4. youRprecious!

    youRprecious! Antiquities Friend

    I live in an area where church-going Pacific Islanders compose a large percentage of the population, indeed our MP has this heritage himself. The vast majority of Pacific Island people attend church on a regular basis and believe in God. And yet, when the SSM bill was debated the local MP who is meant to represent his electorate voted it in - despite many pleas from those who disagreed that it should pass. It was steam-rollered in, proving to me that to think we have a democracy here is a huge fantasy.
  5. JmpMster

    JmpMster Have a question? Message Me Staff Member Forum Owner ADMIN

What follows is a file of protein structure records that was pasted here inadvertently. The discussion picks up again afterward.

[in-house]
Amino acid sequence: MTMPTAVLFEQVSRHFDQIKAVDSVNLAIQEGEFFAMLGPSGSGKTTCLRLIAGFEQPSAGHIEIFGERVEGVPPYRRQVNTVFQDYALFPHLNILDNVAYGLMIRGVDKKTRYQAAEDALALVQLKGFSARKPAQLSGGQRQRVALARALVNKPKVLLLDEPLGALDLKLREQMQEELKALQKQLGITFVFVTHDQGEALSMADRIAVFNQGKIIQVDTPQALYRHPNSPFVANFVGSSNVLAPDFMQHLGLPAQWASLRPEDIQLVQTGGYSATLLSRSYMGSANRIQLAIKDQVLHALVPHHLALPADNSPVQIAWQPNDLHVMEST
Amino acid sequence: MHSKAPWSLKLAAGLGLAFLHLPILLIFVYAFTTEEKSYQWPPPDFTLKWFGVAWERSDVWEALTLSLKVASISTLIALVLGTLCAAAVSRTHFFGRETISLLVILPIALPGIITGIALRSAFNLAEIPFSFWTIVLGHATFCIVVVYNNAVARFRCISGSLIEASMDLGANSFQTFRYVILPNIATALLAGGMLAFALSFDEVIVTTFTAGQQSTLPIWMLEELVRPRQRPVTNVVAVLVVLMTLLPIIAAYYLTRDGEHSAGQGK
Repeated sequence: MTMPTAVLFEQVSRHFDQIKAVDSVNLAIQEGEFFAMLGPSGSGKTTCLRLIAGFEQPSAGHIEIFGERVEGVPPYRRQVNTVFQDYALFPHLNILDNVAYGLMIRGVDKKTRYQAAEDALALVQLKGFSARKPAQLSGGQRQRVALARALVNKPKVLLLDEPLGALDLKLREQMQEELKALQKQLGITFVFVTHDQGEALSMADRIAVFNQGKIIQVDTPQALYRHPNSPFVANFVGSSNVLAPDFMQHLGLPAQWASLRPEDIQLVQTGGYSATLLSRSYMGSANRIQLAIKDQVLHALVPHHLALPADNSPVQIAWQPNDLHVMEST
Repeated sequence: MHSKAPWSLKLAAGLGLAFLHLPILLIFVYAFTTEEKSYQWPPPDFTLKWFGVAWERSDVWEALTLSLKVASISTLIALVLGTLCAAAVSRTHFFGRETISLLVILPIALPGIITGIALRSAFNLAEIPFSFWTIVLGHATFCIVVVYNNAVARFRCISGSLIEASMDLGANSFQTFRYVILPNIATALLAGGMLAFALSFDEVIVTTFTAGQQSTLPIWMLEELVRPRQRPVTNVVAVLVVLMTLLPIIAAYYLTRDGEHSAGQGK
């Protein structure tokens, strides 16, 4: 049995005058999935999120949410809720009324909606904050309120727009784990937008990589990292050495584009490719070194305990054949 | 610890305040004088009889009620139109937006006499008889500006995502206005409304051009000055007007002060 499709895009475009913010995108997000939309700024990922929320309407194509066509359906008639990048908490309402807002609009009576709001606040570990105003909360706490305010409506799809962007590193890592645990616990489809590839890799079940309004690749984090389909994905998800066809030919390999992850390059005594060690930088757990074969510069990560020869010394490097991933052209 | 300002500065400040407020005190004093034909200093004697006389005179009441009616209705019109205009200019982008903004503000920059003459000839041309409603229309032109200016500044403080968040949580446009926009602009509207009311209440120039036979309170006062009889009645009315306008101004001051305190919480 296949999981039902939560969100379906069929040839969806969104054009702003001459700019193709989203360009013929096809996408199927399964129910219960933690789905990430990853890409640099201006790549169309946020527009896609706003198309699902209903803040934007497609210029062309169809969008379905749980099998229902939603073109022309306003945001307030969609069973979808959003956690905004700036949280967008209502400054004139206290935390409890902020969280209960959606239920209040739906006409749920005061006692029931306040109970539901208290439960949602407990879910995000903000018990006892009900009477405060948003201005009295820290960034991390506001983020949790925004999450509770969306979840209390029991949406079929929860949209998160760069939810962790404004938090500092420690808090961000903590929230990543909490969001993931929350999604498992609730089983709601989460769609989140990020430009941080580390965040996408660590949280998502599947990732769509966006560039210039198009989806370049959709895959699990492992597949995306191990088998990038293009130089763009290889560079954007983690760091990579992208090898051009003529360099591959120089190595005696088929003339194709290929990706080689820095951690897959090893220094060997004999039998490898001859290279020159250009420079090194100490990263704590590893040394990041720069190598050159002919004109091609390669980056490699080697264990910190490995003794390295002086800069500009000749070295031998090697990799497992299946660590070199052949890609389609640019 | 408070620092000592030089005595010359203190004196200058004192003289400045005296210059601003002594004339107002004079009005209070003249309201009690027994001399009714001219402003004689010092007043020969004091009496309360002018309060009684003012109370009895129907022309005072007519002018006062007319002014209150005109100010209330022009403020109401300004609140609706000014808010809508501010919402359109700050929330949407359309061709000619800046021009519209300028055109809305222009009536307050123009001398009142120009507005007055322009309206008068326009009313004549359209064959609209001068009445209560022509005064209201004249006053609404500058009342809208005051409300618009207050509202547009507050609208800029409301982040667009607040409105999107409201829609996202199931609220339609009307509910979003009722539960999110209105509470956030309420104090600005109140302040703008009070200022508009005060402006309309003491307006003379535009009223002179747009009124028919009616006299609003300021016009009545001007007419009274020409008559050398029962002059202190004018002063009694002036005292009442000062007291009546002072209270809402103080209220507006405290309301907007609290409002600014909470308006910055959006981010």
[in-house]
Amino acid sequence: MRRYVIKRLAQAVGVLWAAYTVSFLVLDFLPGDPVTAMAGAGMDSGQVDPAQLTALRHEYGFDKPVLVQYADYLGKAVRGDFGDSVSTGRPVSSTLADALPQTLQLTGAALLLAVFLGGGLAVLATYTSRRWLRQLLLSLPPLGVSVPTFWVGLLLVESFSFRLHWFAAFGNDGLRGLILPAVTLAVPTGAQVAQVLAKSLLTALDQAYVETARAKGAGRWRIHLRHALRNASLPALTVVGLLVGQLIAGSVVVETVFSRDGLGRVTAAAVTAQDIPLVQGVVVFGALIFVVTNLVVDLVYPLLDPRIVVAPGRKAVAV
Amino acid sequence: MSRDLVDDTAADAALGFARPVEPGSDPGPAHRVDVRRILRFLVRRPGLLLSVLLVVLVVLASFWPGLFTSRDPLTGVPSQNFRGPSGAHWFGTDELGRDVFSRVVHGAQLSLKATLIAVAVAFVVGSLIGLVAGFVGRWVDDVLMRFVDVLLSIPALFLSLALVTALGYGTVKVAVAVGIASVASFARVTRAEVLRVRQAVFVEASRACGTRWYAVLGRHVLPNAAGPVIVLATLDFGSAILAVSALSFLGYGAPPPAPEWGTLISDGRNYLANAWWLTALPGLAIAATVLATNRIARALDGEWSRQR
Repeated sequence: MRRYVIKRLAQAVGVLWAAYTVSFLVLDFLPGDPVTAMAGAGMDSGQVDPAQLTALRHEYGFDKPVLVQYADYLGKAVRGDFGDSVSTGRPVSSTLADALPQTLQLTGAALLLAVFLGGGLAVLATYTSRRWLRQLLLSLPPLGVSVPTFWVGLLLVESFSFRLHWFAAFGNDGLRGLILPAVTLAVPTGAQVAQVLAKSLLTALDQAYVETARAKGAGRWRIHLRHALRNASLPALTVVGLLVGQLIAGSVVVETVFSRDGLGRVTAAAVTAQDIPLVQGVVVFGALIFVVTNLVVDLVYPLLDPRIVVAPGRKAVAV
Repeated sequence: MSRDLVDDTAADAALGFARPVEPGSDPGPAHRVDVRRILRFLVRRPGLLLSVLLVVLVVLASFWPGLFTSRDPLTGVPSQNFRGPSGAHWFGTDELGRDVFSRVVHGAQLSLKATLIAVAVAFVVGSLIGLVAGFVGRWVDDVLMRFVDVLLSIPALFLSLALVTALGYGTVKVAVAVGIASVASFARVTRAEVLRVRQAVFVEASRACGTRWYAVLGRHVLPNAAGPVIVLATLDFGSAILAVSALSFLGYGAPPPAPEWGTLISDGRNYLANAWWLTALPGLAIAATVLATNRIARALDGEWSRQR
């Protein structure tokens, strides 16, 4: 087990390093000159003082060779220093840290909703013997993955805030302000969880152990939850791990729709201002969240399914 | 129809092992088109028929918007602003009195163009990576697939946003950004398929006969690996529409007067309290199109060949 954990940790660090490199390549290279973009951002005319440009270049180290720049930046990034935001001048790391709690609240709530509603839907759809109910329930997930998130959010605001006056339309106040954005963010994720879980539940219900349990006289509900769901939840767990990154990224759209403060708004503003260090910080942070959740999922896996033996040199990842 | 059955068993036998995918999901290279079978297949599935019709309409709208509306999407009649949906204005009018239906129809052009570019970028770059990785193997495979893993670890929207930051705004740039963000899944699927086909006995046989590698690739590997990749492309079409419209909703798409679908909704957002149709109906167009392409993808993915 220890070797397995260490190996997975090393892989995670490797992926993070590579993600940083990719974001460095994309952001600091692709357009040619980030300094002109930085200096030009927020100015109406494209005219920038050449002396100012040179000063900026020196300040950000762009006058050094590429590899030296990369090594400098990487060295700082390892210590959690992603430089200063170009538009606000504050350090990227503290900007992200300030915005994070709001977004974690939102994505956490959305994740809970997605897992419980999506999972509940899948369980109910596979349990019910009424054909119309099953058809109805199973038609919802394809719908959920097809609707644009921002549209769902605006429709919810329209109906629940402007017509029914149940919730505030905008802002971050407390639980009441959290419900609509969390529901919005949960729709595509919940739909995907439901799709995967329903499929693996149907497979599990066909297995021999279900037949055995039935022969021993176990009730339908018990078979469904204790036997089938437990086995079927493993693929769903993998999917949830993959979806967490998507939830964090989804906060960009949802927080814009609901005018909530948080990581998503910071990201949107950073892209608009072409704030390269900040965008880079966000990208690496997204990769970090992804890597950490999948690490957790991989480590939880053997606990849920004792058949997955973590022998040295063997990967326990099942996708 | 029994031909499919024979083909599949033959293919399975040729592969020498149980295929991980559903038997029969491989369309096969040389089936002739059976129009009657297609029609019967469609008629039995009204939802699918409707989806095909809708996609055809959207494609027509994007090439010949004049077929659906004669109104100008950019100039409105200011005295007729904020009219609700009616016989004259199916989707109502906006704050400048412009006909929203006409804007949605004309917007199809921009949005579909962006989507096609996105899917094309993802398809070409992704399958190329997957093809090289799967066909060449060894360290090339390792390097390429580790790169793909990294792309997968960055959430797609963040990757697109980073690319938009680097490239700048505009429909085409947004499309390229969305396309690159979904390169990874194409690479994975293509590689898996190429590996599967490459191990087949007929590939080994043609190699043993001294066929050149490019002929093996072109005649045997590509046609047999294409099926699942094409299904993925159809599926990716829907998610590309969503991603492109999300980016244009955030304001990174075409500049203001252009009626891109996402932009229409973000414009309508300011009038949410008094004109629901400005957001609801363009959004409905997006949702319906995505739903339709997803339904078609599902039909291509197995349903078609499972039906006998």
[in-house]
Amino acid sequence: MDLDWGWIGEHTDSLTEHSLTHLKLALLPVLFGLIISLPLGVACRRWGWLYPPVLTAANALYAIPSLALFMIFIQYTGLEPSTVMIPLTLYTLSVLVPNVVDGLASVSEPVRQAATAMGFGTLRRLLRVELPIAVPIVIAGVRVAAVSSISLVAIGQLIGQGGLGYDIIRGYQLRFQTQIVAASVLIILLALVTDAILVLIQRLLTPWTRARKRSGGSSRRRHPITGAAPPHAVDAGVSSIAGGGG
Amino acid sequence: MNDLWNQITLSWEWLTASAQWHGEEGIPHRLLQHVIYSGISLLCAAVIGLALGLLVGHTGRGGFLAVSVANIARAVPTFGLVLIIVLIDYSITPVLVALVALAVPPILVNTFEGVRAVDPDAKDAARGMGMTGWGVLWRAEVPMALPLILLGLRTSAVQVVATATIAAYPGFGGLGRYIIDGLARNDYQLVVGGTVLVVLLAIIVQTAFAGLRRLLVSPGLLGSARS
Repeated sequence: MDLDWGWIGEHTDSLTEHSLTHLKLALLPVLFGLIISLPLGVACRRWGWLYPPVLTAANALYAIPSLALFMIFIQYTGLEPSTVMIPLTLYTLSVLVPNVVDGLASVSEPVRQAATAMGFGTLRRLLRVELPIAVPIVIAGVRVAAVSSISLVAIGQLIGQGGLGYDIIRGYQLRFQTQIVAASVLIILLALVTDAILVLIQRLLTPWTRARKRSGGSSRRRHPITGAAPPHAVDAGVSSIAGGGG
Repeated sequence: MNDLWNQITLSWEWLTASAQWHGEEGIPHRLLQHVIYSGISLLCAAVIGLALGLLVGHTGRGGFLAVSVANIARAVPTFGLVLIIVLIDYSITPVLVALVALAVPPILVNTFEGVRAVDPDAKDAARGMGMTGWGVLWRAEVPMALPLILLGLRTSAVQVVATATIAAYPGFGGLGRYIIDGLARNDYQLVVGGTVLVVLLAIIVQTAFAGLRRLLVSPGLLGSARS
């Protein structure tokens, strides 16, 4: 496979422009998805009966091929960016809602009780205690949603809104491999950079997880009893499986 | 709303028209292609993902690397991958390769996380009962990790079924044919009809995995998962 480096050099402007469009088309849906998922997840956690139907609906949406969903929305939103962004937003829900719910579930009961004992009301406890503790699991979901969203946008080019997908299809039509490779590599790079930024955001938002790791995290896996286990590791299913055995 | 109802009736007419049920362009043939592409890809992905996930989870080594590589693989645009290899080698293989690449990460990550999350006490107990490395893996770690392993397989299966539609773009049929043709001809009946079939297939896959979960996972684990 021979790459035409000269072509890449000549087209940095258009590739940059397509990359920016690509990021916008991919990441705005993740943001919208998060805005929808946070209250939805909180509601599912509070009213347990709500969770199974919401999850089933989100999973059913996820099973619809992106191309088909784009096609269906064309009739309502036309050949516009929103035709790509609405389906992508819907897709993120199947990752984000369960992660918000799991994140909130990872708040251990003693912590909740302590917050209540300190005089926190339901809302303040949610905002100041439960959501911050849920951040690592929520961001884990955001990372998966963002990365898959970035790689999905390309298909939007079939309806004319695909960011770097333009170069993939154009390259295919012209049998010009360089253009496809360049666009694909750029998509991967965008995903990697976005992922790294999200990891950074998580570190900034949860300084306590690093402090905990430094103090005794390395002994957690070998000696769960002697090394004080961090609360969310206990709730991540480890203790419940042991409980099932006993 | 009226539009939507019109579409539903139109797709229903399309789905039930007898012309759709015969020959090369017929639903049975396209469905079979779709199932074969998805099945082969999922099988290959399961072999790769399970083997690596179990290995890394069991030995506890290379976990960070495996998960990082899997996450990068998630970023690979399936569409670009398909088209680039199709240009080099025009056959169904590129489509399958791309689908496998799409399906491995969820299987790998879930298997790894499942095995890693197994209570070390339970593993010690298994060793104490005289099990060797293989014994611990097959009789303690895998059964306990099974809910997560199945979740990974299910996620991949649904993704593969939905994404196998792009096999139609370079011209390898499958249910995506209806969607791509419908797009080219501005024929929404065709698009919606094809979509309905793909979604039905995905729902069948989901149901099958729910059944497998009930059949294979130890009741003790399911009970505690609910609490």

First to address is the question of what is a democracy. The fact is there is not a true democracy in existence because it would be unwieldy at best - in the US as well as most of the world we use a delagative model of democracy. This means that as the public, we vote on very few items, instead we elect delegates to vote on out behalf. There are 2 reasons for this -
    1. Having a vote for every question or policy would be nearly impossible. It takes weeks or months to set up a national or even state level vote. Most places vote only 2x a year so that means there would be only 2 opportunities a year to pass or repeal any decisions. As slow as our government is , they still manage to address things more than 2x a year.